Q: Who is ultimately responsible if an employee violates an OSHA safety regulation?
A: The employer is ALWAYS the party cited by OSHA. There is NO legal authority provided in the Occupational Safety & Health Act that enables OSHA to cite employees.

Q: How much safety training should be done before the new employee steps out onto the jobsite?
A: It’s difficult to specify a certain quantity of safety training time. OSHA has different training requirements for many different types of job sites, according to the exact job tasks a given worker may be called upon to perform. Obviously, a welder or ironworker will have greatly different training requirements from a day laborer. And equipment operators (cranes, boom lifts, graders, powered industrial trucks, etc.) will need specialized instruction very different from drywallers. A handy tool for determining what training to give and to whom can be found on OSHA’s web site ( Training Requirements in OSHA Construction Industry Standards and Training Guidelines (or This document breaks down required training according to subparts within the construction standards (Subpart E Personal Protective Equipment, Subpart L Scaffolding, etc.)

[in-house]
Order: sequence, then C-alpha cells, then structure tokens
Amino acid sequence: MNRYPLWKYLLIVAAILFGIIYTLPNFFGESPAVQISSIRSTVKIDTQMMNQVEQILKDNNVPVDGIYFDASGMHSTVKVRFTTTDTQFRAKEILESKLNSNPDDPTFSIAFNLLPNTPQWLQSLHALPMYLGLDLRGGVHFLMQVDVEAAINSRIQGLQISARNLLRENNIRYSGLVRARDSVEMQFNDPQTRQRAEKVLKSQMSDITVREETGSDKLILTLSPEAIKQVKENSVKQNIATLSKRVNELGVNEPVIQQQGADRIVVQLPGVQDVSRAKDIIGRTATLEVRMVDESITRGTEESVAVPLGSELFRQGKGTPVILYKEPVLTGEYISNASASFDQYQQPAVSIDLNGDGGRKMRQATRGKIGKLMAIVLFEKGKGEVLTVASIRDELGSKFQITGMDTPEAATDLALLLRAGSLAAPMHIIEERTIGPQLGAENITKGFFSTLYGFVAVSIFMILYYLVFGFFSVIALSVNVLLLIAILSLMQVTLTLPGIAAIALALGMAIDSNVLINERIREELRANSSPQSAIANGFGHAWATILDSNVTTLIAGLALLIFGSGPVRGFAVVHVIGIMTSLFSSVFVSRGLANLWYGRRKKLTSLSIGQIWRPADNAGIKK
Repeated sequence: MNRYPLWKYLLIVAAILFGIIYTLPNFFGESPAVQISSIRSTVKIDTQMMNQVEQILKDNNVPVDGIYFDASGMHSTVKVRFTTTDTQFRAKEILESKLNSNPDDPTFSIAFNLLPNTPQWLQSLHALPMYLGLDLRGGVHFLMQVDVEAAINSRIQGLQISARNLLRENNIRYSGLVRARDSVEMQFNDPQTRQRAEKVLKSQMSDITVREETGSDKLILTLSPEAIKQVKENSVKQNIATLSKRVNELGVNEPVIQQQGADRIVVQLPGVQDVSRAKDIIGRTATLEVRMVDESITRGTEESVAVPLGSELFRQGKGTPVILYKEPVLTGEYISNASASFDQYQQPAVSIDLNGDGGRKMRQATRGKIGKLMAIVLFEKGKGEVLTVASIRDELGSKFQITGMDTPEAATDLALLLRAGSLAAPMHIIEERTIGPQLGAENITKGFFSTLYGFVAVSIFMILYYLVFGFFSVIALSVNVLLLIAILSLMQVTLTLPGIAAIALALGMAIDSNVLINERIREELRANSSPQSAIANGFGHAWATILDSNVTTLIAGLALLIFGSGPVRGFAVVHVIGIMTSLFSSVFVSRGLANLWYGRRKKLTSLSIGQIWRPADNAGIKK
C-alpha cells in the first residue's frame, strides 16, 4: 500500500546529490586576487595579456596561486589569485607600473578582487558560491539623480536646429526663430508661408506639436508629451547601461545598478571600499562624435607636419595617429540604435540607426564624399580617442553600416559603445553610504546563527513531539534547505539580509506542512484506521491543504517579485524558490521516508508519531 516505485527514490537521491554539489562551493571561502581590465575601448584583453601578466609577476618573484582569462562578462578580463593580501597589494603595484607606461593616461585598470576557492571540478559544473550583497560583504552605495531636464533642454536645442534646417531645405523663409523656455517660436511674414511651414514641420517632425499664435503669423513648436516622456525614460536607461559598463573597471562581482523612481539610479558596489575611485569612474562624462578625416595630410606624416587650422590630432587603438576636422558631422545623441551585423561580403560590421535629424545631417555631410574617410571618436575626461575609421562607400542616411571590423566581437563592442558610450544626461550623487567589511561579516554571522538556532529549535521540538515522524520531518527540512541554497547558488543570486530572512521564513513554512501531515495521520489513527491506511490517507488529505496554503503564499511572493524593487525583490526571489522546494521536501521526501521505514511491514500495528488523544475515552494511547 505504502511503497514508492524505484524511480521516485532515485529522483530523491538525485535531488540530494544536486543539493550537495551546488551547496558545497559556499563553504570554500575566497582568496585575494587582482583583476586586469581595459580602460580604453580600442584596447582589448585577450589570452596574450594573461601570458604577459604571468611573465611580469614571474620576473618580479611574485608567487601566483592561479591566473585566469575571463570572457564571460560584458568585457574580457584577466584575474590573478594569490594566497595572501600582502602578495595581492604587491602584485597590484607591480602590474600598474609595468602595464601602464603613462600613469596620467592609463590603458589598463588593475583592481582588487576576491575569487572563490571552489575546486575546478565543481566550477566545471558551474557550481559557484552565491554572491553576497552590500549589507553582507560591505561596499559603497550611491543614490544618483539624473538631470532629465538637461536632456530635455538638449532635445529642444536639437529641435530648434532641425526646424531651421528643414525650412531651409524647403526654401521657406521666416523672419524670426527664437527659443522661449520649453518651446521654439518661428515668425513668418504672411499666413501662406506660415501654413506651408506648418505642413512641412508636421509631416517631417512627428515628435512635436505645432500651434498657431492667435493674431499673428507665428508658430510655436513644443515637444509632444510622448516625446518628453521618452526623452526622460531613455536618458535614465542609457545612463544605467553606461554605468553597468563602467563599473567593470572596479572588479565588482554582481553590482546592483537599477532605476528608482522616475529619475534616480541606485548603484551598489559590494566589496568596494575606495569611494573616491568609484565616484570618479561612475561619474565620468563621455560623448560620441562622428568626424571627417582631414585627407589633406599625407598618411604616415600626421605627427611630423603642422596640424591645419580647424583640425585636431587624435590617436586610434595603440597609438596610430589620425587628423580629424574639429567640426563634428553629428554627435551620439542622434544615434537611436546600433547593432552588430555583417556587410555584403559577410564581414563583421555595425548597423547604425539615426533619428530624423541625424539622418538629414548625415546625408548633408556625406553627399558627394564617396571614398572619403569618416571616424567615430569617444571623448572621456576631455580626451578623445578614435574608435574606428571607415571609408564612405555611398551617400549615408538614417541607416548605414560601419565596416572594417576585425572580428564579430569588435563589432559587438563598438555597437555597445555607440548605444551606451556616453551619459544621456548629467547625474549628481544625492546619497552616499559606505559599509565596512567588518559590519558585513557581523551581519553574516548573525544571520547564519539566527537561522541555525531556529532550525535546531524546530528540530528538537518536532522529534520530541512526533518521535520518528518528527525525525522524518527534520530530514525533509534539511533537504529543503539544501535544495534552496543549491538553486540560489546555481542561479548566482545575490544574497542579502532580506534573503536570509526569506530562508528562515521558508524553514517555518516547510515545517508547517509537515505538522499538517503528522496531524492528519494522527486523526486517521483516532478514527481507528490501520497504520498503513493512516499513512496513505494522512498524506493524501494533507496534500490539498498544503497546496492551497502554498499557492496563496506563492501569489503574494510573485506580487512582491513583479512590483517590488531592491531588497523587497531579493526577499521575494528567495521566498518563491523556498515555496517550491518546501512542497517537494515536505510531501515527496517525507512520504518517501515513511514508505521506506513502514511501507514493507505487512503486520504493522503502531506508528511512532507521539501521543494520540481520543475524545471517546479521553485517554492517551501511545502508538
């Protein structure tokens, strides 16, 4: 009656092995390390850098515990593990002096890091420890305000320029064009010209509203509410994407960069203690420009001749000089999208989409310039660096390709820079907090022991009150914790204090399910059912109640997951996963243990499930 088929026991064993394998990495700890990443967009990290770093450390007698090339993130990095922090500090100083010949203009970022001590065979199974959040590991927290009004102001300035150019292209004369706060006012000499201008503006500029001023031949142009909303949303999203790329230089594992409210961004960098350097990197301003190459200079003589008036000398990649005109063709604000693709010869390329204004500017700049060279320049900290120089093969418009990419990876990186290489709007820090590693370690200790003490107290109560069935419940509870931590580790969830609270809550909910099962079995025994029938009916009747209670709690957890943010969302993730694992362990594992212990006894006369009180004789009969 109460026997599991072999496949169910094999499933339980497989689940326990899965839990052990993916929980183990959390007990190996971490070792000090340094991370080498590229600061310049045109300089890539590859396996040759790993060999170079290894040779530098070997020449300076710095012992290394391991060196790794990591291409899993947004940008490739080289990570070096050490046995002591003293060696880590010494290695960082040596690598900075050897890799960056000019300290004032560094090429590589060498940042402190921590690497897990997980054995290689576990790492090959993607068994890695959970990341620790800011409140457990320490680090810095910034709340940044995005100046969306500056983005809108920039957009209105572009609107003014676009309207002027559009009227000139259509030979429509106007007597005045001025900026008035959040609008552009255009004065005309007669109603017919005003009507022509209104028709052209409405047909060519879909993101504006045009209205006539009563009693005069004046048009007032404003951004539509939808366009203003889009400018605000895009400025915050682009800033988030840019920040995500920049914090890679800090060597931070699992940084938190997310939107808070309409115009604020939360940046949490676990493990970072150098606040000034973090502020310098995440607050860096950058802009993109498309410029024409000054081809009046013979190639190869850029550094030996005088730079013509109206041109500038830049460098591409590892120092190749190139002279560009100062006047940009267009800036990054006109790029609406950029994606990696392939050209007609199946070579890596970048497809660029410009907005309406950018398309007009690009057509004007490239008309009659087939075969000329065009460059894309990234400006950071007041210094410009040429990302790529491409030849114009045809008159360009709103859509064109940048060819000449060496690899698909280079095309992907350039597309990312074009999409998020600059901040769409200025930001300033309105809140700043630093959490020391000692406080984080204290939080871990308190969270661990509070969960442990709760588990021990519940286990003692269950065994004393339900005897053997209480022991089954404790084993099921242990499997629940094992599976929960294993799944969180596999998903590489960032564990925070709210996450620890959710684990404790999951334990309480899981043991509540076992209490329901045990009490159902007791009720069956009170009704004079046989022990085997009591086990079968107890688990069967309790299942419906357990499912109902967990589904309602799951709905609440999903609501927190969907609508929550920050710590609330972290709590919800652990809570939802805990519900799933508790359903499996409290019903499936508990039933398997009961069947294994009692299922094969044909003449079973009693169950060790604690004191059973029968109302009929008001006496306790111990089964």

Q: Who should be in charge of the safety education?
A: If an employer is too small to hire a safety compliance officer, then the task needs to fall to someone who sees the employees most often: a project manager, jobsite foreman, etc. There’s really no one better suited to oversee the day-to-day safety of individual workers.

Q: What are some of the common safety mistakes new employees will make when they are first on the jobsite?
A: Most common, whether a new employee or experienced, is getting in a hurry. This leads to taking shortcuts, which, without doubt eventually leads to accidents. Other frequent mistakes are improper use of (or no) PPE. It’s not unusual to observe workers using grinders, sparks and metals shards flying everywhere, to have no face shield and maybe no protective glasses (both are required for this task). Also, a general lack of hearing protection. Power equipment almost always creates unsafe decibel levels. Even when the equipment operator uses protection, many of the workers in close proximity will be without ear plugs. Finally, constant awareness of unprotected floor / working surfaces that are six feet or higher from the next level. Falls continue to be the leading cause of fatalities at jobsites.